Effective teaching methods
Our latest Teacher’s Bookshelf features Building a World-Class Learning System: Insights from some top-performing school systems, by Professor Geoff Masters. It explores what British Columbia, Estonia, Finland, Hong Kong and South Korea have in common, the strategies they employ, and the decisions they are making to support students now and in the future.
Our guest for this episode of The Research Files is Professor Anne Castles. She’s a Keynote speaker at ACER’s Research Conference next month, which is exploring how to improve continuity of learning in the first 12 years of a child’s life. We’ll be discussing some of the research on learning to read, and getting a taster of what delegates can expect from her presentation.
‘At Dromana College we had an issue with only a few teachers having the confidence to write a decent rubric…As a school, we therefore came up with our own guidelines on how to construct rubrics for years 7-10.’ In this reader submission, Assessment and Reporting Coordinator Jodi Wilson shares how the Victorian secondary school has been helping teachers to improve their own rubric design skills.
In his second video for Teacher, English and English Language teacher, Steven Kolber, shares a memorisation technique using your hands to help students effectively memorise important concepts.
In his first video for Teacher, English and English Language teacher, Steven Kolber, shares how teachers can encourage their students to learn with dance as a physical memorisation technique, to assist with the memorisation of important concepts.
‘[The start of the school year can] mean a challenging transition for those who struggle with stressors about returning to the classroom.’ Dr Tom Brunzell, Director of Education at Victoria’s Berry Street School, discusses lessons learned on student re-engagement and attendance that could be helpful to other schools.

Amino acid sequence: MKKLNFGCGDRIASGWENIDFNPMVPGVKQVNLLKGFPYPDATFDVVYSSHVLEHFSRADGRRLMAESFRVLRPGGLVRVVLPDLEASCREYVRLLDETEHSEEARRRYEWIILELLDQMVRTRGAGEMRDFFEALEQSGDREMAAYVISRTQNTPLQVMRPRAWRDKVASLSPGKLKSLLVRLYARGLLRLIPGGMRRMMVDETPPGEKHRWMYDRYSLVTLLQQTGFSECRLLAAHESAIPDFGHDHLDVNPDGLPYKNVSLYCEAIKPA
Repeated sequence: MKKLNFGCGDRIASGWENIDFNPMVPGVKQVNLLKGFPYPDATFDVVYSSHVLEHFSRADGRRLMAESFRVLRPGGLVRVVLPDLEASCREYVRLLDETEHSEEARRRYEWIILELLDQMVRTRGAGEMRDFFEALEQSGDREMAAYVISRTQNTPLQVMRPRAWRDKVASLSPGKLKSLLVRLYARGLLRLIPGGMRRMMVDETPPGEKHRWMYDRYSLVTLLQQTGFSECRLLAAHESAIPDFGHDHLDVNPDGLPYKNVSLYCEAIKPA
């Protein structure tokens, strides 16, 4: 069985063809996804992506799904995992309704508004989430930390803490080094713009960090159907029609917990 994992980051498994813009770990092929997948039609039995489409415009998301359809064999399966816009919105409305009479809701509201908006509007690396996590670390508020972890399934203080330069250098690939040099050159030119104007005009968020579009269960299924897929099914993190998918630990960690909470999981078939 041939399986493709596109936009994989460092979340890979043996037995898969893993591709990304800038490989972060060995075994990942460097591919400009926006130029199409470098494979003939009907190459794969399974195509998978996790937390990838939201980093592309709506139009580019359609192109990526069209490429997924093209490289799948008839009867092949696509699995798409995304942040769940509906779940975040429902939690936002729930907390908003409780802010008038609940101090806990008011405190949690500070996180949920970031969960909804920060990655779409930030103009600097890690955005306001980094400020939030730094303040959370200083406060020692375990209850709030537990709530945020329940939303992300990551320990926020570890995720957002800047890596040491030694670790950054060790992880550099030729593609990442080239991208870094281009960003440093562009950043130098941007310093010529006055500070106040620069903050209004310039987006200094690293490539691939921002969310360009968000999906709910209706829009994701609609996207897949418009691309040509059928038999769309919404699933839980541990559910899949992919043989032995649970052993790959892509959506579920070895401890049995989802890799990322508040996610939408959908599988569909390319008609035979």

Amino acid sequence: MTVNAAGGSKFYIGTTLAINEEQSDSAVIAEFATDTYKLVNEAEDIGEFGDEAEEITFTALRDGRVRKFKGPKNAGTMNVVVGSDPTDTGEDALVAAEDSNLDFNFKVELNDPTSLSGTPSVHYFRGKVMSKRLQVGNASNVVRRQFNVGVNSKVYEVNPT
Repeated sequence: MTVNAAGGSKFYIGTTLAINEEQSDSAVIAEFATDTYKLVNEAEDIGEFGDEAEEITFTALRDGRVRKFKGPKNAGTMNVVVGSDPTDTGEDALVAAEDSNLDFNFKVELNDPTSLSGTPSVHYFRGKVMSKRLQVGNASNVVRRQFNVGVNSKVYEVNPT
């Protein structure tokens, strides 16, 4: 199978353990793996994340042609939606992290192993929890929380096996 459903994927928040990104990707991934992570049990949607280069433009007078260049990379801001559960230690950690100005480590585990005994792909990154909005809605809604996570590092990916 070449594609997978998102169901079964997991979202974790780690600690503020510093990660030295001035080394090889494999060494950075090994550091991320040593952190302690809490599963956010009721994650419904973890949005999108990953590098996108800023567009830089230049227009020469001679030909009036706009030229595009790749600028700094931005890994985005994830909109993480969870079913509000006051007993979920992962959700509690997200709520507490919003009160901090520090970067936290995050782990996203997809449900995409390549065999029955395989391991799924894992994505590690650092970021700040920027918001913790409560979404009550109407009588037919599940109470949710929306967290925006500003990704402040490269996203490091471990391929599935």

In the second part of a Q&A with Teacher, Senior Lecturer in the School of Education Culture and Society at Monash University, Dr Kristin Reimer, explains how a Restorative Justice Framework can be understood and used within a school context.
In this Q&A, Senior Lecturer in the School of Education Culture and Society at Monash University, Dr Kristin Reimer, unpacks the philosophical framework of Restorative Justice and how this framework can be understood within a school context.
‘One way of making full use of reclaimed classroom spaces, whilst building collaborative and pro-social skills and behaviours, is Socratic Circles.’ English and History teacher Steven Kolber explains how to use this technique in your own classroom, the benefits and outcomes for students, and the role of the educator.
How do you support and celebrate neurodiversity in the classroom? What strategies do you use to ensure all students in diverse classrooms thrive at school and beyond? In this article, we outline five further readings which explore neurodiversity in education, and offer strategies for effective and informed teaching.